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The best claypot catfish in Saigon

Jodi Ettenberg Legal nomads

This is a Hipmunk post from Jodi Ettenberg of Legal Nomads.

After almost five months in Ho Chi Minh City (still affectionately known as Saigon to many of its inhabitants), I’d be remiss not to mention one of the best dishes I ate, a beautifully balanced and just-enough-spice claypot catfish from a tiny restaurant called Dong Hoa Xuan, in Binh Tanh district.

Behold:

Claypot catfish by Jodi Ettenberg

Claypot catfish, by Jodi Ettenberg

The place has a fabulous “point to order” system of merely drooling over the food and selecting what you’d like to eat. Everything there — especially their BBQ pork ribs — is worth trying. But do not — seriously DO NOT — skip the catfish (Cá Kho Tộ). Sweet and spicy, with fried pork fat topping the dish as it simmers away, it is served with rice and best enjoyed when piping hot. It’s also in a less touristed part of the city, so it will give a chance to see areas that most tourists miss.

Address:

Dong Hoa Xuan
49 No Trang Long Street
Binh Thanh District
HCMC
08 35101771

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BBQ in Cambodia’s Capital City

Jodi Ettenberg Legal nomads

This is a Hipmunk post from Jodi Ettenberg of Legal Nomads.

Street food expert extraordinaire Mark Lowerson of Sticky Rice recently took a trip to Cambodia’s capital Phnom Penh, and we wanted to share one of his food findings here. Many travelers head from Siem Reap to Cambodia’s capital for the next leg of their travels, and this BBQ stand – piled high with seafood and other offerings – was too good to keep a secret.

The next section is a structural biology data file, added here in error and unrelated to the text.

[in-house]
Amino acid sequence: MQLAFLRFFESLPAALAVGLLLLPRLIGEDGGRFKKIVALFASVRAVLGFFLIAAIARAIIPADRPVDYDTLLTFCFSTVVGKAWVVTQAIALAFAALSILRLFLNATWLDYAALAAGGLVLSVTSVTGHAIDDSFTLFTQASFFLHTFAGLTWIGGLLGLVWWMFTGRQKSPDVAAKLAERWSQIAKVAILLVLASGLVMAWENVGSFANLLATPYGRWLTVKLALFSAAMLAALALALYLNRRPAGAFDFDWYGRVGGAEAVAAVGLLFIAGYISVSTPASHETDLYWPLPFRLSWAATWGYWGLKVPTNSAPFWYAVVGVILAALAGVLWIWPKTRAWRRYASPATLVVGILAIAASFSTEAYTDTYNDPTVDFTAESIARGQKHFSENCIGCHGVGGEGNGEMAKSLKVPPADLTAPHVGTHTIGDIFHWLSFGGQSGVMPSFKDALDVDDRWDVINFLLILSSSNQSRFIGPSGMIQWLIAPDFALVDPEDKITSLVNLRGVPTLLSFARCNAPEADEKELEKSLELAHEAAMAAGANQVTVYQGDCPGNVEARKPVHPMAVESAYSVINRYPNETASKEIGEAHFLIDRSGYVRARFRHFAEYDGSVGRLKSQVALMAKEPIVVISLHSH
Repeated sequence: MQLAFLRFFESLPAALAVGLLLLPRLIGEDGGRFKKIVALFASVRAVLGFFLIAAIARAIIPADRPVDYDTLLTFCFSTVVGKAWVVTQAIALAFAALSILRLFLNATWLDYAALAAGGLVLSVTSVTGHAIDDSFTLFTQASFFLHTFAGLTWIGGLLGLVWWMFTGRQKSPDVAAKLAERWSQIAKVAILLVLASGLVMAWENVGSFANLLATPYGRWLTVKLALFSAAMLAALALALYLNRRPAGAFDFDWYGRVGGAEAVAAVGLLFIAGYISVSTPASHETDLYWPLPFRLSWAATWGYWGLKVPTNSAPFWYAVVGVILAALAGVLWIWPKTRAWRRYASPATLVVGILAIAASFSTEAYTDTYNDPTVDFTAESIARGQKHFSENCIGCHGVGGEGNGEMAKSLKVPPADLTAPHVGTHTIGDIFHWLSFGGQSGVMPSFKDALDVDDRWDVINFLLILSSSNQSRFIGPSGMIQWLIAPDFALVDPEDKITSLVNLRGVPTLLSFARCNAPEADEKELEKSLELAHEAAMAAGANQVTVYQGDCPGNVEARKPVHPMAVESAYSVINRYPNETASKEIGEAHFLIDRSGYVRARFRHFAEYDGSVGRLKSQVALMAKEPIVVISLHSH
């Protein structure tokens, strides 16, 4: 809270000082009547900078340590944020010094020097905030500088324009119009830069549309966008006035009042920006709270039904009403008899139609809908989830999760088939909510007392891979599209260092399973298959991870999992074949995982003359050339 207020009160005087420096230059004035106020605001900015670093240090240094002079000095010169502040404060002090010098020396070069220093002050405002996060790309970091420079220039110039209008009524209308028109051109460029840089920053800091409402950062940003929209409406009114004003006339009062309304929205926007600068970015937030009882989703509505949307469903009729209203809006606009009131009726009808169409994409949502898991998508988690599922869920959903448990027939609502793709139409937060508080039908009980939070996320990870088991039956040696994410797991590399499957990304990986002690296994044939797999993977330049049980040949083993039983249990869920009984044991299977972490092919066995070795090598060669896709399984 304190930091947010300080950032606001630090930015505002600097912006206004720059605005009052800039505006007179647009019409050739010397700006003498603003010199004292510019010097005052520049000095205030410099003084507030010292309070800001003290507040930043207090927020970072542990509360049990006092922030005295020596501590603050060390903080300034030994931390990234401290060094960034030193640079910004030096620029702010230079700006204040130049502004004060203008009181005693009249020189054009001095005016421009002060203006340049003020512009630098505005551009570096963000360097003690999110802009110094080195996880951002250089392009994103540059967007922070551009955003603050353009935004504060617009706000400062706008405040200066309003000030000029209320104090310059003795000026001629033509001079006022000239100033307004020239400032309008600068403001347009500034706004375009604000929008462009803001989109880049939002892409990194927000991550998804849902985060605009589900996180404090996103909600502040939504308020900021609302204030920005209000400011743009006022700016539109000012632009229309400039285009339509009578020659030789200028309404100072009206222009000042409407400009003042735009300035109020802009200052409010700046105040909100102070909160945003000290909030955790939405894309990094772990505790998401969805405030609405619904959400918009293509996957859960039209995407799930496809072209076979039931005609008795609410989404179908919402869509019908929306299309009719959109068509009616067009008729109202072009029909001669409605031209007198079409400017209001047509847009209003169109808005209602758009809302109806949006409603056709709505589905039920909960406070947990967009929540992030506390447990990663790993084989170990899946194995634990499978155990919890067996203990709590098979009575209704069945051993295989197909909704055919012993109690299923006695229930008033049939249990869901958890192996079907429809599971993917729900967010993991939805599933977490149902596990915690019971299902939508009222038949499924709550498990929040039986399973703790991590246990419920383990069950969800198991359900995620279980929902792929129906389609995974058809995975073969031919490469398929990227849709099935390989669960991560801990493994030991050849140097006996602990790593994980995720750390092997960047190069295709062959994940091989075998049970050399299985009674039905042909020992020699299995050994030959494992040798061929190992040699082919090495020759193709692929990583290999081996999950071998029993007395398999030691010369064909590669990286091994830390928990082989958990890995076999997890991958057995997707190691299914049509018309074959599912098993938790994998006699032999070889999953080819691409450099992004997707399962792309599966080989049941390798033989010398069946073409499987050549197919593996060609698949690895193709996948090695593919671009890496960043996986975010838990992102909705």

Says Mark:

For getting food to plastic table, I would resort to tried and tested means; gawking at the plates of others and poking about the food preparation area, techniques considered by most to be not only rude but also not permitted when a common language is the conduit for completing such transactions. Here, in these circumstances, our common goal (ours to get fed, theirs to feed me and take our money) bonds customer and server, allowing the aforementioned alternative methodology. I would grunt, point and smile my way to a full stomach.

BBQ in Cambodia, by Mark Lowerson

BBQ in Cambodia, by Mark Lowerson

One of many dishes on offer, worth seeing the full photos here.

For those who want to try it out:

Street BBQ
Corner Pasteur (St. 51) & Preah Ang Phanauvong (St. 240)
Phnom Penh

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Great photo essay on foods from Thailand

Jodi Ettenberg Legal nomads

This is a Hipmunk post from Jodi Ettenberg of Legal Nomads.

Jordan and Skyler McDonald recently left their jobs in Atlanta – Jordan a consultant and Skyler an attorney – to travel the world together. Like many travelers, they decided to host their experiences publicly on a site called 180 Degrees West. As a fan of Thai food and food photography, I wanted to highlight their great photoessay here, since it captures in a photoessay the essence of what makes discovering the world so great. Two of their photos are below, but you can check out the full photoessay in all its colourful glory.

We’ve posted about Thai food before – here and here – but the McDonalds’ full-page photos left us drooling with some new foods to feature.

Enjoy!

-Jodi

 


Stewed pork from the night market at Suk Soi 38, by 180 Degrees West

 


Sweet coconut pancakes at the side of the road, by 180 Degrees West

 

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